To the Home Page of the National Humanities Center Web Site National Humanities Center Toolbox Library: Primary Resources in U.S. History and Literature  contact us | site guide | search 
Toolbox Library, primary resources thematically organized with notes and discussion questionsOnline Seminars, professional development seminars for history and literature teachersThe Triumph of Nationalism/The House Dividing, 1815-1850
The Triumph of Nationalism/The House Dividing
Topic: Culture of the Common ManTopic: Cult of DomesticityTopic: ReligionTopic: ExpansionTopic: America in 1850
Topic: Religion
Overview of Triumph of Nationalism
Resource Menu: Religion
Text 1. Bryant/Freneau
Text 2. John Mayfield
Text 3. Alexis de Tocqueville
Text 4. Frederick Douglass
Text 5. George Fitzhugh
Text 6. Charles Colcock Jones
Text 7. Henry David Thoreau
Text 8. Mormons
» Reading Guide
•  Link

RESOURCE MENU » Reading Guide Link

Reading Guide
8.  Documents relating to the Mormon migration
- Extermination order of the Missouri governor, 1838
- Verse in letter of Martha Haven, 1846
- Brigham Young et al., Second Great Epistle, 1849

The religious landscape of antebellum America is dotted with groups which left mainstream society to create their own worlds—among them the Shakers, Oneida Perfectionists, New Harmony Owenites, Brook Farm Transcendentalists, and the Mormons. Founded by Joseph Smith in 1830 in New York, the Church of Jesus Christ of Latter-Day Saints experienced years of strife, internal and external, before creating its final home in the Utah territory. Smith's early converts followed him from New York to Missouri, where violent conflicts with settlers led to the governor's "extermination order" of 1838. From there they fled to Nauvoo, Illinois, where they met similar resistance and violence. Smith was killed by a mob in nearby Carthage in 1844. Led by his successor, Brigham Young, the Mormons trekked west and founded their community, Deseret, by the Great Salt Lake, in 1847. In these readings, we see the fevered resistance they encountered and the religious zeal of their response—as much part of the American religious experience as a Congregational church in a New England town square. If you choose this text, we strongly recommend that you read the essay "Mormonism and the American Mainstream" from the National Humanities Center's webguide "Divining America: Religion in American History" on TeacherServe®. Can be used in the classroom. 4 pages.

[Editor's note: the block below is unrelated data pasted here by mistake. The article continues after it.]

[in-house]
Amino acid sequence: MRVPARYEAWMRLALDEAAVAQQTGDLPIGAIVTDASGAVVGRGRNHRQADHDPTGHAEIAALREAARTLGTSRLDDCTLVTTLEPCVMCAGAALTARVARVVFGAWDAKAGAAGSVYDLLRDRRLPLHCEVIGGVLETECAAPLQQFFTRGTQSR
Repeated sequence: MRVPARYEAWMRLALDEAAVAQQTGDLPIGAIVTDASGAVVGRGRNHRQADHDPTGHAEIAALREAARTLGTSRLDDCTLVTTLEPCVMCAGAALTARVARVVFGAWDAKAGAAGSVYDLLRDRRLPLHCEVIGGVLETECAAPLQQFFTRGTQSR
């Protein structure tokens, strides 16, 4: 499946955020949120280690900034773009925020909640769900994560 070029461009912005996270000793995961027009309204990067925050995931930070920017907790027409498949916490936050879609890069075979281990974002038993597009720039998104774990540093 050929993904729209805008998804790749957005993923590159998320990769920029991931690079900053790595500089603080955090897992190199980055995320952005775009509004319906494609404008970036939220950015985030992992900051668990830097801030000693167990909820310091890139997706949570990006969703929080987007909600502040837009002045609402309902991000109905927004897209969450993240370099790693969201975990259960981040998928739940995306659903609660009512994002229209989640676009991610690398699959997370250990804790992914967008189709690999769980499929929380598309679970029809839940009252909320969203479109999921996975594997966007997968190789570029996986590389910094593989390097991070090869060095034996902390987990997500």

Discussion questions
  ·  What "American" characteristics are evident in the two Mormon documents (the verse and the Epistle)?
  ·  How do the Mormons represent the unifying characteristics, as noted by de Tocqueville, among the "innumerable sects" in America? How do they differ?
  ·  To what extent does the Mormon experience, especially in Missouri, reflect the sectional tensions of the period?
  ·  Do you consider the extermination order representative of the times or as an anomaly?
  ·  Would the Mormons have seen Thoreau as a kindred spirit or as godless?

Reading highlights
  ·  Compare the Mormon celebration in Deseret in July 1849 with the Puritans' Thanksgiving in New England.

» Link

Topic Framing Questions
  •  How did American Christianity reflect the nation's ideals of democracy, individualism, and progress?
  •  As the nation became more sectionalized, what role did religion play in defining individual and group identity?
  •  How did religion inform the debate over slavery?
  •  How did religious groups outside the mainstream of American Protestantism reflect American culture, even in the act of rejecting it?

Toolbox: The Triumph of Nationalism / The House Dividing
Common Man | Cult of Domesticity | Religion | Expansion | America in 1850

Contact Us | Site Guide | Search

Toolbox Library: Primary Resources in U.S. History and Literature
National Humanities Center
Web site comments and questions, contact:
Copyright © 2002 National Humanities Center. All rights reserved.
Revised: August 2004